Flower Fables by Louisa May Alcott

the Flower crown on his head, and knelt to little Violet; while far

and near, over the broad green earth, sounded the voices of flowers,

singing their thanks to the gentle Fairy, and the summer wind

was laden with perfumes, which they sent as tokens of their gratitude;

and wherever she went, old trees bent down to fold their slender

branches round her, flowers laid their soft faces against her own,

and whispered blessings; even the humble moss bent over the little

feet, and kissed them as they passed.

The old King, surrounded by the happy Fairies, sat in Violet’s

lovely home, and watched his icy castle melt away beneath the bright

sunlight; while his Spirits, cold and gloomy no longer, danced

with the Elves, and waited on their King with loving eagerness.

Brighter grew the golden light, gayer sang the birds, and the

harmonious voices of grateful flowers, sounding over the earth,

carried new joy to all their gentle kindred.

Brighter shone the golden shadows;

On the cool wind softly came

The low, sweet tones of happy flowers,

Singing little Violet’s name.

‘Mong the green trees was it whispered,

And the bright waves bore it on

To the lonely forest flowers,

Where the glad news had not gone.

Thus the Frost-King lost his kingdom,

And his power to harm and blight.

Violet conquered, and his cold heart

Warmed with music, love, and light;

And his fair home, once so dreary,

Gay with lovely Elves and flowers,

Brought a joy that never faded

Through the long bright summer hours.

Thus, by Violet’s magic power,

All dark shadows passed away,

And o’er the home of happy flowers

The golden light for ever lay.

Thus the Fairy mission ended,

And all Flower-Land was taught

The “Power of Love,” by gentle deeds

That little Violet wrought.

As Sunny Lock ceased, another little Elf came forward; and this was

the tale “Silver Wing” told.


DOWN among the grass and fragrant clover lay little Eva by the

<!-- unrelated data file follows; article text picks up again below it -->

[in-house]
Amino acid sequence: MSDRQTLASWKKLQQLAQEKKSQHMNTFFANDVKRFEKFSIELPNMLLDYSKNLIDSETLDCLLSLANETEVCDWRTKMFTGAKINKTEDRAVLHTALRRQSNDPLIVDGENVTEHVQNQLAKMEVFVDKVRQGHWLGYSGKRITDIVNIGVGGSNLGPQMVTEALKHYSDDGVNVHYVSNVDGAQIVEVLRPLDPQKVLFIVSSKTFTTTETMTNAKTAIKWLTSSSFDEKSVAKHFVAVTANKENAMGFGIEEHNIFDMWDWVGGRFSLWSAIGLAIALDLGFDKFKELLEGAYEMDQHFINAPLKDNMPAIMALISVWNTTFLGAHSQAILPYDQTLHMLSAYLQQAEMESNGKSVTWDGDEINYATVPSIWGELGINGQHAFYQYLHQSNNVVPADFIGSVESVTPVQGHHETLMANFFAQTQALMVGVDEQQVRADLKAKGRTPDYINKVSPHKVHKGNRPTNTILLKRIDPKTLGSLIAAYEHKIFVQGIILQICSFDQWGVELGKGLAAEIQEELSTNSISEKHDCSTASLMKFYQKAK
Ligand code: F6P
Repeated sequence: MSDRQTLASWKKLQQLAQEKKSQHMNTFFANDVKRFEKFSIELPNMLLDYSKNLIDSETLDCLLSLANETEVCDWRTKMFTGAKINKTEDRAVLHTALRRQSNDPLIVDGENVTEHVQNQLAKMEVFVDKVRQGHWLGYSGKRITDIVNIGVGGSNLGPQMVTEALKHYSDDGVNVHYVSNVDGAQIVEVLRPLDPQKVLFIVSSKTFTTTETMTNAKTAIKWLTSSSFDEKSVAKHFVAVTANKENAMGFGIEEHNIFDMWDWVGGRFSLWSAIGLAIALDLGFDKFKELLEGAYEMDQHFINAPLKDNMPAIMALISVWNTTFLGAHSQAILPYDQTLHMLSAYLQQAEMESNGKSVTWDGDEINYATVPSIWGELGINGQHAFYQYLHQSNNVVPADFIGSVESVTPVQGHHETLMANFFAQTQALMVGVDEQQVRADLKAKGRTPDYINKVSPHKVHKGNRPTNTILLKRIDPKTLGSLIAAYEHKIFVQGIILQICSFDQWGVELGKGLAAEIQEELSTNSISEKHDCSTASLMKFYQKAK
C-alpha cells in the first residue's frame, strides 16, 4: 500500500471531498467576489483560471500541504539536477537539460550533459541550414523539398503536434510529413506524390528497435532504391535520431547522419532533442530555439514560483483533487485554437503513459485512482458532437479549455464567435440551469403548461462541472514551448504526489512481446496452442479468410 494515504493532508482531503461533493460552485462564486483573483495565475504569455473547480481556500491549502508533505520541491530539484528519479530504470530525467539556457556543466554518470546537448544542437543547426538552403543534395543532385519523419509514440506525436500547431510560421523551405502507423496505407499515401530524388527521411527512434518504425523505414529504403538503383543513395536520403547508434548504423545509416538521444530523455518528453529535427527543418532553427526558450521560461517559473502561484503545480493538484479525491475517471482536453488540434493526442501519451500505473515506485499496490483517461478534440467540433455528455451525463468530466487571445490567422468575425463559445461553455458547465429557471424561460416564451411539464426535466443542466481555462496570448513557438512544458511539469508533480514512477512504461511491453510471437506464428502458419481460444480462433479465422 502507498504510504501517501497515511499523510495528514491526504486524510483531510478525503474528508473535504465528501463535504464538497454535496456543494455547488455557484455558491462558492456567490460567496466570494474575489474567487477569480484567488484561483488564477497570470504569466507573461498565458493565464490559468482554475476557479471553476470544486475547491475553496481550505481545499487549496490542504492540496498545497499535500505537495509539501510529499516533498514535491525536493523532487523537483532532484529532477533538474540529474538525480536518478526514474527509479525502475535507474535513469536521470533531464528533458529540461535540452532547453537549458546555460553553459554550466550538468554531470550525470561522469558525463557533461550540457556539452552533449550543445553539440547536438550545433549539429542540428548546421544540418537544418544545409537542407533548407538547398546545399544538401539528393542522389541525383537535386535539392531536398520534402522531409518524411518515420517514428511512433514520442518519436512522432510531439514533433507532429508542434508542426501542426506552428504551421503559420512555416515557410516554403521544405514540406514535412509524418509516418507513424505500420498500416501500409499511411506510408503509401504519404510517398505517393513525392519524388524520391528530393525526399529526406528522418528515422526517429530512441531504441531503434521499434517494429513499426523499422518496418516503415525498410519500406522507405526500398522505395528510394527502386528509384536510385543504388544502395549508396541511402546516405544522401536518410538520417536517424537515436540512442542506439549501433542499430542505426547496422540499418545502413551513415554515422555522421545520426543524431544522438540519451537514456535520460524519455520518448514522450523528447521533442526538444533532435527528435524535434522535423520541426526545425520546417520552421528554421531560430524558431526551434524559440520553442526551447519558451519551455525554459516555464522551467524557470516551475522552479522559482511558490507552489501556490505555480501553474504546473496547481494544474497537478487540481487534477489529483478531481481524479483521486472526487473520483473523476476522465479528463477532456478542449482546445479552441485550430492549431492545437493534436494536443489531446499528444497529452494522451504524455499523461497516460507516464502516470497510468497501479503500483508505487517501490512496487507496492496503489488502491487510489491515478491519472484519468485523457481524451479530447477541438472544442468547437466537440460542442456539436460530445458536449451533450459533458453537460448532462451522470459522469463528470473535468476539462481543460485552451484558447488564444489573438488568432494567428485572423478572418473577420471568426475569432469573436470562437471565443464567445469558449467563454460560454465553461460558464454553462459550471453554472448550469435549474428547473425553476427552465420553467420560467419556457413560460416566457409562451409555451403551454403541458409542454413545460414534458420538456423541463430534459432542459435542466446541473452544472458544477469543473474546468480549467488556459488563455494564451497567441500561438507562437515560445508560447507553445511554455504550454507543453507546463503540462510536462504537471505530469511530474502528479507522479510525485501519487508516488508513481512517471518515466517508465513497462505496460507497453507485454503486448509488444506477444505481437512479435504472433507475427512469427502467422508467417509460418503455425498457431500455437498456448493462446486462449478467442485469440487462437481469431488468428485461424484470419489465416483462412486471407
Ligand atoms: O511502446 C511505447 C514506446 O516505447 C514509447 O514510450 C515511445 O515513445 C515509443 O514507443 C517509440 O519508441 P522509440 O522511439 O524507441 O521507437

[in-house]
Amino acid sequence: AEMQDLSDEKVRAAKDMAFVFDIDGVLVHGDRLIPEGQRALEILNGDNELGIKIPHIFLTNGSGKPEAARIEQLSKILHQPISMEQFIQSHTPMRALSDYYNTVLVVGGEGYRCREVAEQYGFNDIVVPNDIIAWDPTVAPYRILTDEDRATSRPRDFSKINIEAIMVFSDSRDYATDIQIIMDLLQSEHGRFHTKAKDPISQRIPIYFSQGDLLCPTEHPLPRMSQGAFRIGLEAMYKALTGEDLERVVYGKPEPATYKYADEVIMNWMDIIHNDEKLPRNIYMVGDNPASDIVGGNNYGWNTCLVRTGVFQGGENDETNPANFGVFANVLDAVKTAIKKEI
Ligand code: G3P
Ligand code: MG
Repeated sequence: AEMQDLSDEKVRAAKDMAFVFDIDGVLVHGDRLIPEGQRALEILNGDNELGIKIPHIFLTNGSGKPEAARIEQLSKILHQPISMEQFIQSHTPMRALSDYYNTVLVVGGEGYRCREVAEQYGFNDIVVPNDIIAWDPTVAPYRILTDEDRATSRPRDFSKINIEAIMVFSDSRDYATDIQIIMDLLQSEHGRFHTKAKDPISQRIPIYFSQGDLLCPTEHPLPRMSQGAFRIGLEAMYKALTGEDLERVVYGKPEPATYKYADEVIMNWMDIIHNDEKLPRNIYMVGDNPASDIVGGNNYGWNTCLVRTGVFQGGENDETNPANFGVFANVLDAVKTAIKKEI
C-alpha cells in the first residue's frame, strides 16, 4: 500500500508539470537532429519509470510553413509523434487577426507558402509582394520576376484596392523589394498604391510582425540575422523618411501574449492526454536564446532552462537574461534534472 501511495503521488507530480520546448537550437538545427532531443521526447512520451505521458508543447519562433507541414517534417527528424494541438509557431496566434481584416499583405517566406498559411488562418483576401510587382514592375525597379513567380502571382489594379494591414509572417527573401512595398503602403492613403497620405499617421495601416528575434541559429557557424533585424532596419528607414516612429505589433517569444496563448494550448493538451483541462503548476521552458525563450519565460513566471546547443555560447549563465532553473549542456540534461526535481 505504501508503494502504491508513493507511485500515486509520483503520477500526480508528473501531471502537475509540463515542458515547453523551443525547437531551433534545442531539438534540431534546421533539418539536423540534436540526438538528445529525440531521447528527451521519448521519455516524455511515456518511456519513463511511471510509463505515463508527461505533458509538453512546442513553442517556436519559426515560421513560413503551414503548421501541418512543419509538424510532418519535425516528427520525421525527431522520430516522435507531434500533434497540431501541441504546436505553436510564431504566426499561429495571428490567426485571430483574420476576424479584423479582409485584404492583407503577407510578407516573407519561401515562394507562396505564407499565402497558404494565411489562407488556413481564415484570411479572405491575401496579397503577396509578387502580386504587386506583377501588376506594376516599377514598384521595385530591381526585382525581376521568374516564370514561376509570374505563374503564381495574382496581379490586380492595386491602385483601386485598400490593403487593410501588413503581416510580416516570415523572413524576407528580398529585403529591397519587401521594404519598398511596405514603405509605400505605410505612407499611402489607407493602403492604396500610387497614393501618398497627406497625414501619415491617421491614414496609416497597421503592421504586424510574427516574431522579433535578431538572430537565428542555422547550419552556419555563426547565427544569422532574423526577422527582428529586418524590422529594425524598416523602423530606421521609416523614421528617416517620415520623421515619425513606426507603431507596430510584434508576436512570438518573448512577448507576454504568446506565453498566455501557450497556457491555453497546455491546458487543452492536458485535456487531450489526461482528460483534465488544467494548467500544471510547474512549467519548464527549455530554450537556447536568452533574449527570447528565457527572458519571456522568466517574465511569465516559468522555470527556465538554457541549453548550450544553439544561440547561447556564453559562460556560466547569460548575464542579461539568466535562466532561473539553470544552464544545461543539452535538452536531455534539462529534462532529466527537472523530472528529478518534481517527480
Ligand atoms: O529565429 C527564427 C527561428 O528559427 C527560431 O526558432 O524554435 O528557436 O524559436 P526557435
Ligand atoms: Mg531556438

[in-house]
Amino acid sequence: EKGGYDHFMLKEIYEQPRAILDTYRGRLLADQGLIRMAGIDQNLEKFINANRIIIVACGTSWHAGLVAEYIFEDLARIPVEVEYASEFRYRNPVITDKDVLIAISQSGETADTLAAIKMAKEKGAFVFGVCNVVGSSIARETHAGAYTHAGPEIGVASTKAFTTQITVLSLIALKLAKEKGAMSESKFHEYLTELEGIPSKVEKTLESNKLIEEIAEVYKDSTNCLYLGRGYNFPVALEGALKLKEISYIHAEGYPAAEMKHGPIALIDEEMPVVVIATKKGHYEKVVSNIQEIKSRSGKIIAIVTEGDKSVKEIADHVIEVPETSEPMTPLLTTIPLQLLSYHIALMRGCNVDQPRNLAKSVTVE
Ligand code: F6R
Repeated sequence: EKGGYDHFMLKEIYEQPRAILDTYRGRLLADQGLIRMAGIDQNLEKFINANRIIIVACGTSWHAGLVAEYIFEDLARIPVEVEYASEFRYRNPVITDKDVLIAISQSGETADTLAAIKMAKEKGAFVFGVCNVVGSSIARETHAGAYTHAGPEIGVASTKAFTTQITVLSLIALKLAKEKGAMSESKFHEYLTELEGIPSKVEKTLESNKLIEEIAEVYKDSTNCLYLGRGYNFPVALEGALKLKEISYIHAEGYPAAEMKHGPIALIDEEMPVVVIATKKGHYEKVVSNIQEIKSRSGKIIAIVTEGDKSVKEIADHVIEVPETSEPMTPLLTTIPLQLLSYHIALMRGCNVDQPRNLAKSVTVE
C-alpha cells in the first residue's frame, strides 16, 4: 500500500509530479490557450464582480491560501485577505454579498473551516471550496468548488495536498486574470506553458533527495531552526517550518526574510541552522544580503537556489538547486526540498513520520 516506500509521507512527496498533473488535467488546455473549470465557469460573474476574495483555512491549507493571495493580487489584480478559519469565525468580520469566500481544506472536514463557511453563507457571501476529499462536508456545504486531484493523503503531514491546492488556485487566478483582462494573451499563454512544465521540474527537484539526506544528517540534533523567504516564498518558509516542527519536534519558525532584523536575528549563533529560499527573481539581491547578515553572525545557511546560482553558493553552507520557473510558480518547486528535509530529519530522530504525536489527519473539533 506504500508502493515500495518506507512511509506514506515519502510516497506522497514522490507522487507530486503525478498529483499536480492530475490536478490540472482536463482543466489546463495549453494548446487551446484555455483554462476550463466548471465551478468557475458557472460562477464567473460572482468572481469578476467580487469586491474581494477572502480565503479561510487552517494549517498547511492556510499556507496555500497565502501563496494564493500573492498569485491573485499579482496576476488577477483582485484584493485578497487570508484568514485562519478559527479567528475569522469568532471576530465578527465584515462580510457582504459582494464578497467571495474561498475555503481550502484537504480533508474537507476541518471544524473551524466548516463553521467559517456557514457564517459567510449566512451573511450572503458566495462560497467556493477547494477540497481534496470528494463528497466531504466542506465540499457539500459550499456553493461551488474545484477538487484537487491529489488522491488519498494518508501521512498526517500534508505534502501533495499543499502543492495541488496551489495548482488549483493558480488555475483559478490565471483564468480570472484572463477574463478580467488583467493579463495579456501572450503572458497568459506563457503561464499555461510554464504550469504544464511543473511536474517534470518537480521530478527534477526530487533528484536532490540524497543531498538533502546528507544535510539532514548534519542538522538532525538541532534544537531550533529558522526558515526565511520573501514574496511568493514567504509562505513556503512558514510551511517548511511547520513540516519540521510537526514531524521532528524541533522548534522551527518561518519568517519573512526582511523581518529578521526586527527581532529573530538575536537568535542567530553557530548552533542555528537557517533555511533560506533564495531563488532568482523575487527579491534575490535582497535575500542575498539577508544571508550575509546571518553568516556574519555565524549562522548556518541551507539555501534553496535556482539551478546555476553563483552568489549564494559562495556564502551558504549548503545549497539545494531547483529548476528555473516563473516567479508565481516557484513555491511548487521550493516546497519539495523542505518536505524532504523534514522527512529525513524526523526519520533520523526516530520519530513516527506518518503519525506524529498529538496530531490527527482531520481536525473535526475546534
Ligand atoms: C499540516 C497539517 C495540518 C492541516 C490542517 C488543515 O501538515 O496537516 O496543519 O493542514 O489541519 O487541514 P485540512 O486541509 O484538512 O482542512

brook-side, watching the bright waves, as they went singing by under

the drooping flowers that grew on its banks. As she was wondering

where the waters went, she heard a faint, low sound, as of far-off

music. She thought it was the wind, but not a leaf was stirring,

and soon through the rippling water came a strange little boat.

It was a lily of the valley, whose tall stem formed the mast,

while the broad leaves that rose from the roots, and drooped again

till they reached the water, were filled with gay little Elves,

who danced to the music of the silver lily-bells above, that rang

a merry peal, and filled the air with their fragrant breath.

On came the fairy boat, till it reached a moss-grown rock; and here

it stopped, while the Fairies rested beneath the violet-leaves,

and sang with the dancing waves.

Eva looked with wonder on their gay faces and bright garments, and

in the joy of her heart sang too, and threw crimson fruit for the

little folks to feast upon.

They looked kindly on the child, and, after whispering long among

themselves, two little bright-eyed Elves flew over the shining water,

and, lighting on the clover-blossoms, said gently, “Little maiden,

many thanks for your kindness; and our Queen bids us ask if you will

go with us to Fairy-Land, and learn what we can teach you.”

“Gladly would I go with you, dear Fairies,” said Eva, “but I cannot

sail in your little boat. See! I can hold you in my hand, and could

not live among you without harming your tiny kingdom, I am so large.”

Then the Elves laughed gayly, as they folded their arms about her,

saying, “You are a good child, dear Eva, to fear doing harm to those

weaker than yourself. You cannot hurt us now. Look in the water

and see what we have done.”

Eva looked into the brook, and saw a tiny child standing between

the Elves. “Now I can go with you,” said she, “but see, I can

no longer step from the bank to yonder stone, for the brook seems now

like a great river, and you have not given me wings like yours.”

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Categories: Alcott, Louisa May